“The highest perfection of mystic power is called kamavasayita. This is also magic, but whereas the prakamya power acts to create wonderful effects within the scope of nature, kamavasayita permits one to contradict nature – in other words, to do the impossible. Of course, one can derive great amounts of temporary happiness by achieving such yogic materialistic perfections.” (The Nectar of Devotion, Ch 1)
There is a fruit to any kind of work. If you build a house, the reward is a house. If you drive to a certain destination, the reward is reaching that destination. If you practice meditational yoga, you get the reward of a perfection, or siddhi. Perfections are abilities. You can become very light. You can become very heavy. You can travel outside of your body. You can get something just by wanting it.
These things seem far out to us, but from reading the Vedas and studying the behavior of some special mystics of today we can find examples of these abilities. Since the siddhis show a kind of magic, it is easy to mistake a mystic for a realized soul. Indeed, the public display of these abilities has often led to the mystics being mistakenly identified for God Himself.
But the siddhi is not different than the gift card balance, if you think about it. If you receive a gift card for your birthday, what does it really mean to you? It’s actually just a piece of plastic. It’s no different looking than a credit card or an identification badge for school or work. The gift card takes on its meaning when it is used. When the balance is transferred for purchase of specific objects, the card becomes valuable.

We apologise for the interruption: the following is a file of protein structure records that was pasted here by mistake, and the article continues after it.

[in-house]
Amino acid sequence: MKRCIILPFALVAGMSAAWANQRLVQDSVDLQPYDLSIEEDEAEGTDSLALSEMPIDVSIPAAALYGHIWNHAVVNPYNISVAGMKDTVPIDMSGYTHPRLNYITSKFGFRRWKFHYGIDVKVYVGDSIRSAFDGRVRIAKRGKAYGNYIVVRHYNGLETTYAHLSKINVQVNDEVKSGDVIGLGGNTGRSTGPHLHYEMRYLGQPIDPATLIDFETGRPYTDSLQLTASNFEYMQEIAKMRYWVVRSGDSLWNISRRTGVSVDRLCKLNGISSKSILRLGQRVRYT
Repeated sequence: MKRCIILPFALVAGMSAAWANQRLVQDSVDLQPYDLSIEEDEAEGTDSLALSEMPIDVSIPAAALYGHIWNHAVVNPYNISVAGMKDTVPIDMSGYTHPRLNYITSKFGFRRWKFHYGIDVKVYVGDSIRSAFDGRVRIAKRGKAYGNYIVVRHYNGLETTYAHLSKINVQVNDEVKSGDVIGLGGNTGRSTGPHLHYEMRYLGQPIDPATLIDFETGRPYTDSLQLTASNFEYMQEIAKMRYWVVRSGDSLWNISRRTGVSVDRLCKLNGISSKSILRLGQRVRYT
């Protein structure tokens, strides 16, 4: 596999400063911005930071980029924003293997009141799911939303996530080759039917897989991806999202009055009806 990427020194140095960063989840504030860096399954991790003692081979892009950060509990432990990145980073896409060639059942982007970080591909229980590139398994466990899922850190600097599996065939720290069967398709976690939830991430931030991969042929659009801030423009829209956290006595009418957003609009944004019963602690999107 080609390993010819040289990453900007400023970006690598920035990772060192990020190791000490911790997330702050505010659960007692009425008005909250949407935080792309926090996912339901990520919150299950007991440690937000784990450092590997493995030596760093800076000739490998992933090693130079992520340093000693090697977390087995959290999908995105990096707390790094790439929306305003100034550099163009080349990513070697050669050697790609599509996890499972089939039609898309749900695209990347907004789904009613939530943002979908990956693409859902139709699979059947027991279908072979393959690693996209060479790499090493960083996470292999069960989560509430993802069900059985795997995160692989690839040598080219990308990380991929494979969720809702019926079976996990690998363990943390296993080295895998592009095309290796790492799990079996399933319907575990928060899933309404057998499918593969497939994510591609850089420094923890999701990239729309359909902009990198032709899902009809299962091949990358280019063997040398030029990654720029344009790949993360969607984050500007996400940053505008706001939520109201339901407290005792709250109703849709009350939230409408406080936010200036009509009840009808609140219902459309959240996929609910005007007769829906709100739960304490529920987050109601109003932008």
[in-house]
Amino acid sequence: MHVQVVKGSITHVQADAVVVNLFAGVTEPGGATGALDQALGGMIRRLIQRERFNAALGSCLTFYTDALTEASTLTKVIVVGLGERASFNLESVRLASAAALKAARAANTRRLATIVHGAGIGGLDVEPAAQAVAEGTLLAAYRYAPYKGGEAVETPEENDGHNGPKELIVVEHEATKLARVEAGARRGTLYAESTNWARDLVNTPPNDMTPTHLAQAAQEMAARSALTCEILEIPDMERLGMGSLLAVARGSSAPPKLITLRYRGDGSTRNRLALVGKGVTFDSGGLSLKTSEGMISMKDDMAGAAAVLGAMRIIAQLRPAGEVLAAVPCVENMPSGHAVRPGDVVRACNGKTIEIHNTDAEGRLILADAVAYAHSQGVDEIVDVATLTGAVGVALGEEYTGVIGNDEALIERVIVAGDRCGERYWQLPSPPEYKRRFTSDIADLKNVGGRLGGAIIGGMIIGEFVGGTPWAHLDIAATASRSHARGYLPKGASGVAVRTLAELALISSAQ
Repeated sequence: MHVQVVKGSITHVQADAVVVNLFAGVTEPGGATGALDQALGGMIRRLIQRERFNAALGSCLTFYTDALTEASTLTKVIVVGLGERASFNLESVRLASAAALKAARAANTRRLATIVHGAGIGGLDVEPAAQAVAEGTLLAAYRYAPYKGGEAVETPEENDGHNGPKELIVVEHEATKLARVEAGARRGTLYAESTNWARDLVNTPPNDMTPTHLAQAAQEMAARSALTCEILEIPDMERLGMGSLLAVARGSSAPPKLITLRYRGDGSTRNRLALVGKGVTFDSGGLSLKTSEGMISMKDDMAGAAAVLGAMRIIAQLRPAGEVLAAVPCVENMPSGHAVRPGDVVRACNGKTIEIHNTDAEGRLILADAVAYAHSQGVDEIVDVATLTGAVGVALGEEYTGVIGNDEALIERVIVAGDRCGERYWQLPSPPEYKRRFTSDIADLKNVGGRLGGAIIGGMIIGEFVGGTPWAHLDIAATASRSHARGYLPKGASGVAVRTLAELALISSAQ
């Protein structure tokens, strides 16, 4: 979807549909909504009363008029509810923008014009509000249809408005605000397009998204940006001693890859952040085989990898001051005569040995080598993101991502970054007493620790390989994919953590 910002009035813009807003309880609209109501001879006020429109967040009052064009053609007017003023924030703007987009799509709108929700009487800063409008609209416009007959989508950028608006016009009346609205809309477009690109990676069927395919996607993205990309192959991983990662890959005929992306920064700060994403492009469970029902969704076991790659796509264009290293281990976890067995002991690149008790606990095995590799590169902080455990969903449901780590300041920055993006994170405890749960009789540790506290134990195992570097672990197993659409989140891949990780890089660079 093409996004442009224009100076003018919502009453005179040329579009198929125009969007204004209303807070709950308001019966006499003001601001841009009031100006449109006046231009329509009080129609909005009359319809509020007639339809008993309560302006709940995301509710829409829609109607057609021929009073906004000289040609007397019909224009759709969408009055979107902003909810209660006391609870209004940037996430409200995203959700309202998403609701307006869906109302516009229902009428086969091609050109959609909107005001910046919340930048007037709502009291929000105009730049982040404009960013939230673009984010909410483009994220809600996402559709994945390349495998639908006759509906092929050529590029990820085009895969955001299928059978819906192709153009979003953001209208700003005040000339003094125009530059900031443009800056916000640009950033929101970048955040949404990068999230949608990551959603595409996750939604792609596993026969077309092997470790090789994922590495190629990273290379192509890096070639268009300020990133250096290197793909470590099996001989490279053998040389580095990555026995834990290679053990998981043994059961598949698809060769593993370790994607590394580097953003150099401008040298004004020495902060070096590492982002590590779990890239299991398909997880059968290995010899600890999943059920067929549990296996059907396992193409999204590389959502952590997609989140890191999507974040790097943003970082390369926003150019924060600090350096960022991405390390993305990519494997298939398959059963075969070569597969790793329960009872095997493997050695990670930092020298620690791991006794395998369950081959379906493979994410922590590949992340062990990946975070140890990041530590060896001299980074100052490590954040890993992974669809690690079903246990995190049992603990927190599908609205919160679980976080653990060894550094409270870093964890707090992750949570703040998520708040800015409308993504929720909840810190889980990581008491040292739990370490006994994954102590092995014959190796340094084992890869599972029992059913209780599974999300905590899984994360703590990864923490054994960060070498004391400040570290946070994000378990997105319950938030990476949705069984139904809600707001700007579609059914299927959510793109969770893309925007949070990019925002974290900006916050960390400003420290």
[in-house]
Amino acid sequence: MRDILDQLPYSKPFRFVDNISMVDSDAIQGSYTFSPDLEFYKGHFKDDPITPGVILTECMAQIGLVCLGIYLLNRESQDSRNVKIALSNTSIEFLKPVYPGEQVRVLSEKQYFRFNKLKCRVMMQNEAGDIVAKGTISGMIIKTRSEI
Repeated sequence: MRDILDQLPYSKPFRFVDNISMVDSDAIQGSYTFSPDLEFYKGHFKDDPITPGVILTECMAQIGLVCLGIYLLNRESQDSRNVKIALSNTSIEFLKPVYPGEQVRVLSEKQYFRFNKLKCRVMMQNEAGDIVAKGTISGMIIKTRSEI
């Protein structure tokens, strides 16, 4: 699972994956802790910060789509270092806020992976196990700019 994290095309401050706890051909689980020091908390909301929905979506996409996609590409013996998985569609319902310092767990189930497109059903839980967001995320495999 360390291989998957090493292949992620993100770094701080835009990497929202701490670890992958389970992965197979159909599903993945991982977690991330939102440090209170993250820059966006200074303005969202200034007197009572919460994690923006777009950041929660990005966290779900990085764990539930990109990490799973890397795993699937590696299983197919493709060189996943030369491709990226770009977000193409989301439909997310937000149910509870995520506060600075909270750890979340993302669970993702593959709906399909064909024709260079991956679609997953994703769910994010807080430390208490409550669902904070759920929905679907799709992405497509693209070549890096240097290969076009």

In the same way the siddhi is meaningless unless you can do something with it. If one person who is not a yogi can become very light by losing weight, and the mystic can do the same after intense yoga practice, what is the difference? How is one person spiritual and the other not? Has the mystic transcended birth and death, the two main problems for a spirit soul in a material existence? Has the mystic found true happiness?
In karma there is work for a fruit to be enjoyed by the senses. In jnana there is renunciation and the assimilation of high philosophy. In yoga there is the siddhi that must be used in order to have value. Bhakti-yoga is the superior discipline because it gives meaning to all other yogas, philosophies and work. It is also available to everyone. It is not restricted to only those who can practice austerity. It is not reserved solely for those who can work very hard in fruitive endeavors. It does not discriminate based on intelligence, gender, or age.
In bhakti-yoga, you can still have a siddhi. You can have millions of dollars. You can also have high knowledge. In whatever condition you find yourself, you worship God. You worship through service, which means dedicated action. The service may be something basic like chanting the holy names, “Hare Krishna Hare Krishna, Krishna Krishna, Hare Hare, Hare Rama Hare Rama, Rama Rama, Hare Hare.” It may also be something very difficult like lifting a mountain with your hands and carrying it somewhere else. Since in bhakti-yoga the consciousness is fixed on pleasing the Supreme Lord, guidance from both within and without is provided on how to use whatever abilities one has. Bhakti-yoga shows even the adept mystic how to advance for real, so in all respects it is the superior form of yoga.
Gift card for birthday I got,
Until I spend value it has not.
Fruits of mystic yoga in way the same,
Ability alone not worthy of spiritual name.
Whether to work, study or stretch issue not,
Focus on link to supreme consciousness got.
When to serve Supreme Lord in love you choose,
Whether rich or poor, all abilities suitable to use.